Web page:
“Mental pain is less dramatic than physical pain, but it is more common and also more hard to bear. The frequent attempt to conceal mental pain increase the burden: It is easier to say "My tooth is aching" than to say "My heart is broken".” – C.S. Lewis The month of May marks Mental Health Awareness Month around the world – a time for highlighting the key battles we have yet to fight in the war against the stigmatisation of mental health issues. A recent study by VHI revealed that almost 70% of Irish corporate employees admit to needing to look after their mental wellness more effectively, and 1 in 5 have missed work due to anxiety, depression or stress in the past year. It is always advisable to seek the advice of a professional if you have concerns about your mental health. However, there are small, yet effective, measures you can take to improve your wellbeing in the workplace that can spread into your personal life in a positive, affirming way. Work/Life Balance Sir Ken Robinson noted in his keynote speech at Sigmar’s Talent Summit 2018 that, although the invention of emails was promised to save us time, we have since found that, if anything, we are less and less able to leave work behind in the workplace. It is now part of most people’s routines to check their phones first thing in the morning and reply to work-related emails before leaving home, always thinking about what needs to be done that day. It’s important that you ‘work smart, not long.’ This means actively leaving work behind in the office, working efficiently during the day so you don’t feel compelled to continue with it after hours. If the quantity of work you are being expected to complete within working hours is too much to do so successfully, be sure to speak up and discuss the manageability of your workload with your supervisor. Communication is key – they’re going to keep piling on the work as long you stay quiet about how overwhelmed you are, so make sure you speak up and be heard before it becomes too much to handle. Employers won’t know where the pressure lies unless you tell them. If you’re unsure of how much your work life spills over into your personal life, why don’t you try keeping a log for a month? Jot down in a diary how many hours you work every day – not just when you’re sitting at your desk, but when you’re thinking about work at home, composing emails and returning calls out of hours. It may build a more objectively troubling picture than you can see currently from the inside. Make The Most Of Your Breaks Don’t be afraid to make the most of the breaks you are allotted at work. Once you’re on a roll, it’s tempting to power through lunchtime and eat at your desk, one eye always on your computer screen. Try and avoid doing this when you can. Take a walk, practise mindfulness or meditation, experience new places to eat, socialise with co-workers or friends who work nearby. “But I don’t have time to meditate!” I hear you exclaim. Yes, you do! ‘Meditation’ is not always synonymous with pulling on yoga pants, lighting up a stick of incense and adopting the lotus position. You can meditate absolutely anywhere – in a local park, at a café…even sitting at your desk! If you’re not confident leading your own meditation, you can find five-minute guided sessions free online, like this one here. There are also some great customisable apps you can get on your phone, such as Timer and Headspace. It is impossible to overvalue the importance of taking time to relax, clear your head and focus on your own wellbeing. You’ll find this re-energises you for the day ahead, as well as provide an invaluable opportunity to assess your current state of mind and mentally address any emotional concerns or anxieties. You may also be pleasantly surprised at how easily solutions pop into your head when you take just a few minutes to collect your thoughts. Communication This one works both ways for employers as well as employees. Communication is the key to destigmatising conversations about mental health. In his TEDx talk on workplace mental health, Tom Oxley says ‘you don’t make people unwell by talking about mental health – you give them the opportunity to speak out sooner’. There’s a flawed unspoken terror that speaking out about mental illness will somehow worsen the problem, as if it’s contagious or something you can conjure up into existence within your own mind. The reality is that many sufferers don’t feel able to speak up due to the prejudice surrounding their condition, and the fear that their workplace would not be supportive of them if they did so. The best way an employer can foster an atmosphere of positivity, health and wellbeing is to ensure that their workers know that they are free to talk openly about any feelings of stress, anxiety or depression and won’t face indirect penalisation for doing so. The first reaction of many employers is to offer a struggling staff member limited time off to recover, then expect them to return to work and continue as usual. While time off may be a solution for some employees, bosses should also consider the advantages of offering flexible working hours to affected workers. Tom Oxley strongly advocates for good communication practices between employers and employees to ensure that no one ever feels alienated from their place of work, and that anxieties don’t build up over time into uncontrollable crises. In turn, employees should communicate to their employers about their feelings on mental health in the workplace, as far as they feel comfortable to do so. Being transparent about how you’re feeling and what you need from your job to help you recover will give your boss the tools to help you in the way that’s most beneficial for you. If you are worried that taking time off would only serve to isolate you from the company, voice that concern. Your employer should want to get the very best out of you – they hired you for a reason. It’s in their interest to give you the support you need. Create a healthy routine Studies have consistently proven a strong link between mental health and physical health, and specialists are adamant that one of the best ways to maintain good mental wellbeing is to look after your physical welfare. Your job may be intellectually demanding, with long hours and difficult tasks you have to tackle each day, taking a toll on your mental health. This also likely means your job is sedentary. Indeed, scientists have connected the rise in global obesity to the increasing number of jobs that don’t require any form of physical activity. You may be hard pressed to find the time to exercise during a busy work week, but it’s important you look after your body – it will only beneficially impact your mental wellbeing. Take a stroll during your lunchbreak, do 30 mins of yoga before work, or even try training for a half marathon over the course of a few months. Be sure to stock up your desk drawer with nutritious snacks rather than sugary ones, such as nuts, fruit and protein bars. Snacknation has published an extensive list of delicious office snack ideas if you’re dry on inspiration. These are just a few ways you can work to ensure your mental wellbeing in the workplace, which will in turn hopefully boost your productivity, energy and, ultimately, happiness. While mental health is something we can’t always necessarily control, we can impact the way in which we talk about it, breaking down the harmful social barriers that currently thwart constructive discussions on preventative measures.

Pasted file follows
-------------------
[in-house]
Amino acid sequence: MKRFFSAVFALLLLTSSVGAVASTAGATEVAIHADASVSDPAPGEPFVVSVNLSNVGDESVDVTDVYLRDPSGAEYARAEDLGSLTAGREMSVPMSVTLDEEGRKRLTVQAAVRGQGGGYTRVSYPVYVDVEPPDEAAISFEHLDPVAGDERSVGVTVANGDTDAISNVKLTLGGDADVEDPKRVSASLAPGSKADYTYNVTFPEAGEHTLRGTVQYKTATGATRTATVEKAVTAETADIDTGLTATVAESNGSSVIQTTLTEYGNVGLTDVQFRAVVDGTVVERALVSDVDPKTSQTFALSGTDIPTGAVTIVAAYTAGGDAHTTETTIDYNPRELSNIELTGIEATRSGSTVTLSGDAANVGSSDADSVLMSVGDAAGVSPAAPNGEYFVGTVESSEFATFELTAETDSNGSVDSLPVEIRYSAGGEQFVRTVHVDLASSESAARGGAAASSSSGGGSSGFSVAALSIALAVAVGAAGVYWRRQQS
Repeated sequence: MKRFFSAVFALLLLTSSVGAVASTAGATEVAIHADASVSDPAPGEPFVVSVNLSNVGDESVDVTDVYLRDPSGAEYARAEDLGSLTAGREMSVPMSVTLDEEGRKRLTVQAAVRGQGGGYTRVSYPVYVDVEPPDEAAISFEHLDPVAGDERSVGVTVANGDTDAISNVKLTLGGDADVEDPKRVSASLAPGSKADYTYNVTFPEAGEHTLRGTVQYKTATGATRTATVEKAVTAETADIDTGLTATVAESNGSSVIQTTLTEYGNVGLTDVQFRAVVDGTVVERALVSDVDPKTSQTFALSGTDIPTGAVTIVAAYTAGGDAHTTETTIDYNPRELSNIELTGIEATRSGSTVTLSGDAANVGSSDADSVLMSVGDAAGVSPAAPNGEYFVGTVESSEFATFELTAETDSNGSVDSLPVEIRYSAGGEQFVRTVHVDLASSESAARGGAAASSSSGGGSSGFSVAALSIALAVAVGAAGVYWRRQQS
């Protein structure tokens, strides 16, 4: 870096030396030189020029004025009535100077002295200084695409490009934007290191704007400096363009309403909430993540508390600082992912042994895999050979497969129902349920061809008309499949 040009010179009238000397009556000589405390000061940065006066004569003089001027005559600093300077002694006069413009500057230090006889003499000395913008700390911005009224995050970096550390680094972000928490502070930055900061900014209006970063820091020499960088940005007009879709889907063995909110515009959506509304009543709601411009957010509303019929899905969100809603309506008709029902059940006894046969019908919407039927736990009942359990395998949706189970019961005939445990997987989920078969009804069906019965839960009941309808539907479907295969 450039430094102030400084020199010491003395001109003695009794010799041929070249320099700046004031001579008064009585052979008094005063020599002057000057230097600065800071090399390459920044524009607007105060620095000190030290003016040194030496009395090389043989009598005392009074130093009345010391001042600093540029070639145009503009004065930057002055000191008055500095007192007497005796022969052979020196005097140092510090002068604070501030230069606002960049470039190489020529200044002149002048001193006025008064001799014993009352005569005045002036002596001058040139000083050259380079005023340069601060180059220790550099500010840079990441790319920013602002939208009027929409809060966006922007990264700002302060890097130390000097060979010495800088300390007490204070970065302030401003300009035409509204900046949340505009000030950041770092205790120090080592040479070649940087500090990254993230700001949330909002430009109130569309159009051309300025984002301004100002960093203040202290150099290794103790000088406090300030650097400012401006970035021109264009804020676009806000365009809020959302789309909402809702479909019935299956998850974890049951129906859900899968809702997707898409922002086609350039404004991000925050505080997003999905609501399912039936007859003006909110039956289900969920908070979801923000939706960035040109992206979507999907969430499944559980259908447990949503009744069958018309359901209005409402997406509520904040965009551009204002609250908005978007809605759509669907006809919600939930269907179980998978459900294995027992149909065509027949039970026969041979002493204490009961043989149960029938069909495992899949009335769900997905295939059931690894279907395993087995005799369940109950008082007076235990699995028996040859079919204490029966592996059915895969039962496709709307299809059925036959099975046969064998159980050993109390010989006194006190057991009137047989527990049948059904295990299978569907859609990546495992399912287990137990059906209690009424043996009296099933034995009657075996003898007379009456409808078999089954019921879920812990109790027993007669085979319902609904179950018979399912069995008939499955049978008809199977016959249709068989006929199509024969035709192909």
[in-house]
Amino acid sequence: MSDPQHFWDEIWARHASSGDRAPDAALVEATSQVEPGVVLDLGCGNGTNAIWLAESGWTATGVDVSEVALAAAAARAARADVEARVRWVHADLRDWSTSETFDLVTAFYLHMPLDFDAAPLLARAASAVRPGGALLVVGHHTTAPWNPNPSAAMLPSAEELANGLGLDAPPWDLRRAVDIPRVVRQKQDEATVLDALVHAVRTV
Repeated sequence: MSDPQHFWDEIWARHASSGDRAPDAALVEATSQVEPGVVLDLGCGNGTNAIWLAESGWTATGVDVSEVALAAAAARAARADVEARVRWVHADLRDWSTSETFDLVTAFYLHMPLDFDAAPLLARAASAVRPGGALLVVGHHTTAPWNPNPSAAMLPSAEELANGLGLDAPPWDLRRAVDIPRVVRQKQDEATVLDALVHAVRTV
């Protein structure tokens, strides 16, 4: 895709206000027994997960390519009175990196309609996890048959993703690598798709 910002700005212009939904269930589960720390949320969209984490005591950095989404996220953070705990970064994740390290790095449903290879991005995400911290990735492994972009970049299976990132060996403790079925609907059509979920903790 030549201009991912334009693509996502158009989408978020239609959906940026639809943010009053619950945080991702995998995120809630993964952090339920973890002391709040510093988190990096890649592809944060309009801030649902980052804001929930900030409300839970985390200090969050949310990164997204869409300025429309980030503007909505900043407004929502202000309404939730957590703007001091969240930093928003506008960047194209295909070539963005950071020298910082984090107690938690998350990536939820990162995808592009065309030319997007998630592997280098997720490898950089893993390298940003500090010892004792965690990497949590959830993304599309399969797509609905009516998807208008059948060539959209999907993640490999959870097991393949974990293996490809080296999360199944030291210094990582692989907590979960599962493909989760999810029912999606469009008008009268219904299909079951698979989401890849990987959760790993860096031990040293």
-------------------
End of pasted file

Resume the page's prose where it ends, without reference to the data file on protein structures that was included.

W1siziisijiwmtkvmdqvmjuvmtuvndivmtqvnduvdhv0lmpwzyjdlfsiccisinrodw1iiiwindawedi2mcmixv0